WSU trailed the Pirates 11-6 on the backboards when Kelly entered with 13:35 to play in the first half. They ended the game with a 31-30 edge.
“That was a lift that we needed,” WSU coach Gregg Marshall said. “He and Shaq really played well, especially (Kelly), gave us some energy, fluidity to our offense.”
Tuesday’s effort from the bench disappointed Marshall. That group will continue to test his patience with their ups and downs. Rauno Nurger scored 15 points in 15 minutes against Saint Louis and didn’t take a shot in five minutes Tuesday. Morris had more turnovers (two) than rebounds (zero) in 13 minutes.
The reserves need to be better. It’s worth remembering they’re being judged against a high standard. Toure Murry starred as a freshman because he had to play, he had to play through mistakes, and because he’s an NBA talent. Cleanthony Early starred as a junior transfer because he’s an NBA talent. Baker and VanVleet produced more than most freshmen because they’re special players.
Most newcomers take a slower path to production and that is where WSU is now.
“There’s a chasm (Tuesday) from what I expect and what they delivered,” Marshall said. “A canyon. The Grand Canyon. It’s not even close to what we want, or need. A lot them looked like the athleticism and the speed tonight was too much for them. We need to make some of these young guys veterans in a hurry.”
▪ Seton Hall was a late addition to the schedule and it worked out well for both teams. This is the kind of series both need to play. Seton Hall provided some challenges other nonconference opponents haven’t. Thanks to Memphis’ surprising flop, Utah and Seton Hall are WSU’s best tests to date.
“I like Kevin (Willard’s) team,” Marshall said. “I like how hard they play. He’s added some really good pieces. They’re very physical and aggressive and they’ve got talent. I think this team will win a lot of games.”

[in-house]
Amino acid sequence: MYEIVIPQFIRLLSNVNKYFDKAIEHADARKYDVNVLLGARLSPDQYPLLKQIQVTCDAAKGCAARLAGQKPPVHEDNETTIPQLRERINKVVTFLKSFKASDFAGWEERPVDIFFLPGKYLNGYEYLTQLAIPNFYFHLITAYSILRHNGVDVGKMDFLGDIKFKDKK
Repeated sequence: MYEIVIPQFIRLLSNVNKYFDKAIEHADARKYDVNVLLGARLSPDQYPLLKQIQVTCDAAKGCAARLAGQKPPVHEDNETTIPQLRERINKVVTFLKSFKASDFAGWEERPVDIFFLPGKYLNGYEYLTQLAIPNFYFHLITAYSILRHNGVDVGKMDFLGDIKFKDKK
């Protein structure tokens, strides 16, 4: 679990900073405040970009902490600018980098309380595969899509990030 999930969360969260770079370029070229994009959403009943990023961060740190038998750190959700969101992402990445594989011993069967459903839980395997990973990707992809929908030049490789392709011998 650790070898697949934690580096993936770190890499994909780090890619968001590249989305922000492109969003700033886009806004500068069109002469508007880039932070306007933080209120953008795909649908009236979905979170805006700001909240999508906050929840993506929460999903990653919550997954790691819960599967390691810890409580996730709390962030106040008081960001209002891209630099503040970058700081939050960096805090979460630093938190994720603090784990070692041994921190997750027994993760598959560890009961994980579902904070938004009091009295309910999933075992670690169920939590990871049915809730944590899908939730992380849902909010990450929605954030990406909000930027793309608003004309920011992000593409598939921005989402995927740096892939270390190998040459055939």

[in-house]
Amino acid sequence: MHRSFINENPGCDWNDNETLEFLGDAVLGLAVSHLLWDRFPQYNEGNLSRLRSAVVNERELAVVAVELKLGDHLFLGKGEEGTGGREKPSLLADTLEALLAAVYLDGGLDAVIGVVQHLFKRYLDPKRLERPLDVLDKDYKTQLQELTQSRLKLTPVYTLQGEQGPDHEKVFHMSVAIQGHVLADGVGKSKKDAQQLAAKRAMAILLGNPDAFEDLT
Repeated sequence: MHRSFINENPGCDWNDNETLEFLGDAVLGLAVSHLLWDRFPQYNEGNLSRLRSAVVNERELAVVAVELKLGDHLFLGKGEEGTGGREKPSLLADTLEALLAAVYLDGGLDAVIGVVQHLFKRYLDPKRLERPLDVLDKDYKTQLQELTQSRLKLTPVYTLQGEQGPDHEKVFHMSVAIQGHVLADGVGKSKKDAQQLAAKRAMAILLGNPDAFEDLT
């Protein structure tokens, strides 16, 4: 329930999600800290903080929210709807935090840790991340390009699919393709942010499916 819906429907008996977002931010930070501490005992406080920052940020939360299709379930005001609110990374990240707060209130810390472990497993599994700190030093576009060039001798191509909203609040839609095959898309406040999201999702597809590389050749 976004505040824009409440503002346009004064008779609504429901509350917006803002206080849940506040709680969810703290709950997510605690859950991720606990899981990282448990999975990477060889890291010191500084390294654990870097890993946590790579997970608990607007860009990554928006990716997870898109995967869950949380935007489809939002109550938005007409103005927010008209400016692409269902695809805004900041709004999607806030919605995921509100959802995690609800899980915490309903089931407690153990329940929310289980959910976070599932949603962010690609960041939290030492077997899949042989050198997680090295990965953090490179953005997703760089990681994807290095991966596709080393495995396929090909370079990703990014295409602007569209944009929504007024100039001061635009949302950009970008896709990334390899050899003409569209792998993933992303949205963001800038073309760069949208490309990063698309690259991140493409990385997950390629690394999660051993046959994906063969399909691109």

Not everybody is going to have a player with Whitehead’s talent and the Pirates gave the Shockers problems with their shot-blocking and size.
“He’s (Whitehead) a great player,” Baker said. “Very confident for his age. We just let him get a little too comfortable in that first half. Second half, we put the handcuffs on and limited his touches.”
Seton Hall coach Kevin Willard tested his team on the road after four at home and three in the Virgin Islands. There is no better way to prepare for trips to Creighton, Marquette, Villanova, etc. than a game in a hostile gym.
“That’s why I wanted to come out here and play,” he said. “I was looking to play a really good basketball team on the road to kind of teach our guys what it’s like in the Big East. It’s a great learning experience for our guys.”
▪ WSU has scored 122 of its 548 points off turnovers, while opponents have scored 58 after Shocker turnovers. That doesn’t count bad shots that the Shockers turn into easy baskets. VanVleet, Baker and Cotton all excel at creating steals and running the break. WSU’s big men get them the ball quickly when needed. Even more than three-point shooting (which is helped by turnovers) and rebounding, I think that is WSU’s defining stat so far.
“They did a good job capitalizing on the turnovers,” Willard said. “When we turned it over, we weren’t able to erase the turnovers, and that was huge.”